HAMILTON, ON – The Organic Council of Ontario (OCO) released their Regenerative Programs Feasibility Study today. Funded in 2019 by an Ontario Trillium Foundation (OTF) $74,200 Seed grant, the report explores ‘regenerative’ agriculture programs and their role in the Ontario marketplace.
“Our rural communities in Hamilton and across Ontario depend on a robust agricultural sector and healthy soil is the foundation,” said Donna Skelly, MPP for Flamborough-Glanbrook. “Promoting responsible stewardship of our resources is crucial to the environmental and economic sustainability of our province’s vital Agri-Food industry.”
“The term ‘sustainable’ is quickly being replaced by the word ‘regenerative’ as people recognize that maintaining the status quo is no longer an option when it comes to farming,” states OCO’s Executive Director, Carolyn Young. “The organic standards have always placed an emphasis on soil health and ecology, but as organic foods become more mainstream, there is a growing hunger for foods and products that can demonstrate tangible climate impacts.”
The growing demand for climate-friendly ‘regenerative’ products that are backed by evidence of ecological improvements time has led to programs like the Regenerative Organic Certification (ROC), the Ecological Outcome Verification (EOV), and the Soil Carbon Initiative (SCI). OCO’s report compares these programs and analyzes their potential for climate impact in Ontario and adoption by customers and producers alike.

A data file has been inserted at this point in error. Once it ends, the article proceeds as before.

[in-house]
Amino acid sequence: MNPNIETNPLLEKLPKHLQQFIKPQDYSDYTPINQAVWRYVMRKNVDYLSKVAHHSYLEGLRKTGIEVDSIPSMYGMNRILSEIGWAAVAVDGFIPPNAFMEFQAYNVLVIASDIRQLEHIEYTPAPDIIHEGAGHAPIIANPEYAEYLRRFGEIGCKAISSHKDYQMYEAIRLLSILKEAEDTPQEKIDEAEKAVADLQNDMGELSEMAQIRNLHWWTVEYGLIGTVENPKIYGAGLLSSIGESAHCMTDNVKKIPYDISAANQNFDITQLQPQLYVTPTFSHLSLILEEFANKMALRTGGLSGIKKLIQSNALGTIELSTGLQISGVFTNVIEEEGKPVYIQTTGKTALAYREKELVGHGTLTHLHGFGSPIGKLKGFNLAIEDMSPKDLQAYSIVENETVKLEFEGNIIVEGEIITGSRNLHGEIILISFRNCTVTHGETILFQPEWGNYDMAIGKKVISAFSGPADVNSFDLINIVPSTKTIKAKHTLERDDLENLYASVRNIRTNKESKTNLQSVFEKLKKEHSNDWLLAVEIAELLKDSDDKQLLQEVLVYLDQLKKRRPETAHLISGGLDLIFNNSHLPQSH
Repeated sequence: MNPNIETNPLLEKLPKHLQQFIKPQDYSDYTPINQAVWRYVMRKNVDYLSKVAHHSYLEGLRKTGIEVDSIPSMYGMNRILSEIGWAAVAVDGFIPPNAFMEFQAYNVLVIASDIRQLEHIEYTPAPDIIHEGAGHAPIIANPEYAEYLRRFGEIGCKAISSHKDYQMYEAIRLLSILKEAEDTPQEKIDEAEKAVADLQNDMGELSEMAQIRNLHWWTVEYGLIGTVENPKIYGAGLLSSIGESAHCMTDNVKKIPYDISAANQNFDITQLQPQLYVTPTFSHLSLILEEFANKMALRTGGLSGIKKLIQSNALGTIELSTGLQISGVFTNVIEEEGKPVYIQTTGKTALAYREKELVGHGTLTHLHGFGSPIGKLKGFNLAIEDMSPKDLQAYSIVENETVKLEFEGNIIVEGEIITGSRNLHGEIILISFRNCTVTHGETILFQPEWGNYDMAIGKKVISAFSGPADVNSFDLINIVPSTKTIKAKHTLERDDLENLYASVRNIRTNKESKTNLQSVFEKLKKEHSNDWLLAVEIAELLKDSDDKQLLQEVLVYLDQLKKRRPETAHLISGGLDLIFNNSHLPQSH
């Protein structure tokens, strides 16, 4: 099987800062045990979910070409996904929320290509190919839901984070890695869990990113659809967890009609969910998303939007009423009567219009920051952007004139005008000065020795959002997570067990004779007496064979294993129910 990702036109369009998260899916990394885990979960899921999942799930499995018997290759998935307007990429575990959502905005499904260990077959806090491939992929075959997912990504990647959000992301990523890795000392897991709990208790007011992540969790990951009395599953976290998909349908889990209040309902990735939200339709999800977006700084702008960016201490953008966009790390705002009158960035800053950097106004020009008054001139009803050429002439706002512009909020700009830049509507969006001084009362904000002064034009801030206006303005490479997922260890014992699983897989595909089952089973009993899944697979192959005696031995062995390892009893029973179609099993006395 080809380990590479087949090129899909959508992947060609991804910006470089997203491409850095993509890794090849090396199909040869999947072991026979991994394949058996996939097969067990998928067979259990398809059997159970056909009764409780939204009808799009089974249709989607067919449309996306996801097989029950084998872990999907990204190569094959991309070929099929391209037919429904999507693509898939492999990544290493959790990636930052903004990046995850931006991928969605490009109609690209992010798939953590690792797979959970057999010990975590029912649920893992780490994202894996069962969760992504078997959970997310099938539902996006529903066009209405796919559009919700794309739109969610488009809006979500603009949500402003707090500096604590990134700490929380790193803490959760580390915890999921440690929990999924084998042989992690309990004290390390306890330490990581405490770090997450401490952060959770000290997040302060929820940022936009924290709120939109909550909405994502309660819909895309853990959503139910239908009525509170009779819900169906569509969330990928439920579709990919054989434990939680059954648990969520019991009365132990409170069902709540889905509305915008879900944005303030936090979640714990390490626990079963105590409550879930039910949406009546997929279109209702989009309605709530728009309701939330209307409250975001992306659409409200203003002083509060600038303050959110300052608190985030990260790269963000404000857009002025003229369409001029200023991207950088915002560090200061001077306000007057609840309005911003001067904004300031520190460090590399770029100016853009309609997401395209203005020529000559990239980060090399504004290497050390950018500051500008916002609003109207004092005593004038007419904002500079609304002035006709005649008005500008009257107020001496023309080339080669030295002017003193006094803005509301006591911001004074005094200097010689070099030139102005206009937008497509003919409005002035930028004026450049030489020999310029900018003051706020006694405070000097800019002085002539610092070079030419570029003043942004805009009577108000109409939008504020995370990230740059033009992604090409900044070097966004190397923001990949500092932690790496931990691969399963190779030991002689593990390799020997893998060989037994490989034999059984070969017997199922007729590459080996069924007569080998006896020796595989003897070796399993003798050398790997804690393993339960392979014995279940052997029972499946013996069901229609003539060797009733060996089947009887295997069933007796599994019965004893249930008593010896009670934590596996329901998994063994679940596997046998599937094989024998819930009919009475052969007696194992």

The report summarizes over 300 survey responses by Ontario customers, farmers and retailers. 72% of customers surveyed were aware of the term “regenerative” and many indicated a clear preference for purchasing climate-friendly foods. Retailers also showed an interest in “regenerative” foods with over a third seeking to stock products with the label.
As part of the project, the generous funding from the Ontario Trillium Foundation made it possible for OCO to host a regenerative farm tour series in partnership with the Ecological Farmers Association of Ontario. The events showcased regenerative and organic farms in Ontario’s Hamilton region and beyond, demonstrating beneficial practices and principles to encourage producers to adopt more climate-friendly farming methods.
“Regenerative and organic are both about finding a better way to produce food – one that helps our climate and communities,” explains Young, “but different programs go about it in different ways. Regenerative programs can complement and strengthen organic; that’s why we’re exploring their potential here in Ontario.”
The Ontario Trillium Foundation (OTF) is an agency of the Government of Ontario, and one of Canada’s leading granting foundations. OTF awarded $115 million to 644 projects last year to build healthy and vibrant communities in Ontario.Source : Organic Council of Ontario